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Destination Montreal

How to Savor the Flavor in Just One Day

Kris Decker

Kris Decker is a Minneapolis-based freelance journalist, humor columnist and commercial copywriter.

Journeying to Montreal via the Adirondack, one of the country's prettiest rail routes, is a splendid prelude to the bounty that lies ahead. For upon arrival, I discover that Montreal is an enchanting feast of culture, art and cuisine, flavored with a bilingual population who are delightfully welcoming.

I've just one day to savor it, and so set out early through the streets of Vieux Montreal to the Basilique Notre-Dame.

The neo-Gothic cathedrals artwork, stained glass windows and sculptures leave me breathless. I could spend hours here, drinking in the grandeur and delighting in the music of the church bells.

On the Rue Saint-Paul, I explore myriad shops and galleries, all brimming with trinkets, souvenirs, paintings and sculptures. Moose images tattoo everything from t-shirts to teacups, while locally-produced maple candy and syrup populate every store.

The 17th-century Chapelle Notre-Dame de-Bon Secours welcomes visitors to Montreal.

Shop owners greet me with a hearty "bonjour" when I enter their establishments, to which I respond in kind. Originally, I thought that the four years of high school French I studied three decades ago would serve me well, but once we get past the greeting, I draw a blank. Fortunately, upon witnessing my wild-eyed panic, most proprietors switch immediately to English.

Strolling the cobblestone avenue, I come upon Marche Bonsecours, the silver-domed 18th-century building that houses shops, restaurants and artist's wares. Chapelle Notre-Dame de-Bon Secours, a 17th-century chapel, is just a few steps away. Overlooking the waterfront, a glorious statue of the Virgin Mary crowns its steeple, her arms outstretched in welcome to those arriving by sea. Yet, the Old Port is nearly empty today, the winds too sharp to encourage more than a brief stroll by the riverside.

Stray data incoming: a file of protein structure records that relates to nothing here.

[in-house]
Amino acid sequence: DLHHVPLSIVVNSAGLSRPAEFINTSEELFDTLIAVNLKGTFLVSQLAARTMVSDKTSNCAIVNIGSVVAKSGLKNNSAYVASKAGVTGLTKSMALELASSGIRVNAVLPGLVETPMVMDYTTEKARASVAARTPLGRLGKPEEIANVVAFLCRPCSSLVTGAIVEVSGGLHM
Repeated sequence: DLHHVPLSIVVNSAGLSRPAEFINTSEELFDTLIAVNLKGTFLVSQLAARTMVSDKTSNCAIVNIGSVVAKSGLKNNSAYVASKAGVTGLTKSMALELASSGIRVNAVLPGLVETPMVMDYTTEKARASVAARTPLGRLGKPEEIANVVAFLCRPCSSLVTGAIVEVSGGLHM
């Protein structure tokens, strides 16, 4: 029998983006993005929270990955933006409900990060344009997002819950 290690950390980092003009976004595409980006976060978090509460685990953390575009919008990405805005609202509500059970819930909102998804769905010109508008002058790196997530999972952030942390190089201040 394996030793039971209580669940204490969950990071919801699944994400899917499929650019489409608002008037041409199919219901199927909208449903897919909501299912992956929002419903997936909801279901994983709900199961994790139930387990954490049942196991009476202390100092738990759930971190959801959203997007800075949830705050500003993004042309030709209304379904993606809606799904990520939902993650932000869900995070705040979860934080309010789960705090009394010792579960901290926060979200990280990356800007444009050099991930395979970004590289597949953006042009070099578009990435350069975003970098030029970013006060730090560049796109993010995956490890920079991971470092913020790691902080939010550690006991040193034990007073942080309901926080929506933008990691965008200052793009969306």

Montreal boasts hundreds of eateries serving more than 80 different cuisines, each teasing me with tantalizing aromas as I pass. I resolve my culinary crisis by selecting an avant-garde bistro, where I order the table d'hote. (A complete meal that's more affordable than ordering à la carte.) The veal, potatoes and salad are tres extraordinaire.

Latin Quarter is an eclectic area where boutiques and shops mingle with bistros and cafes.

After lunch, I hurry up Rue Saint-Denis toward the Quartier Latin. Boutiques and antique shops mingle with bistros and cafes along this eclectic route. Students stride along, speaking a dozen different languages. I stop briefly in a café where the proprietor asks if I want my coffee here or to go? "Ici" I say, proud that I understand him. "Here."

As the sun descends, I hike through the modern downtown avenues. I could have bypassed this brisk workout by taking the Metro through Montreal's famous Underground City, but then I would have missed the zest and flavor of the city at its very heart — the buildings, the traffic and the crowds.

I cap off this delicious day with hot pasta, rosemary bread and a luscious raspberry tort at a restaurant across from my inn. As I finish my coffee, I wish for more time to see the panoramic views from Mount Royal; to cross the Jacques Cartier Bridge; to visit the Olympic Village; or to wander Mile End, the district that artists and filmmakers call home. Perhaps next time. For now, I'll settle for just one more raspberry tort.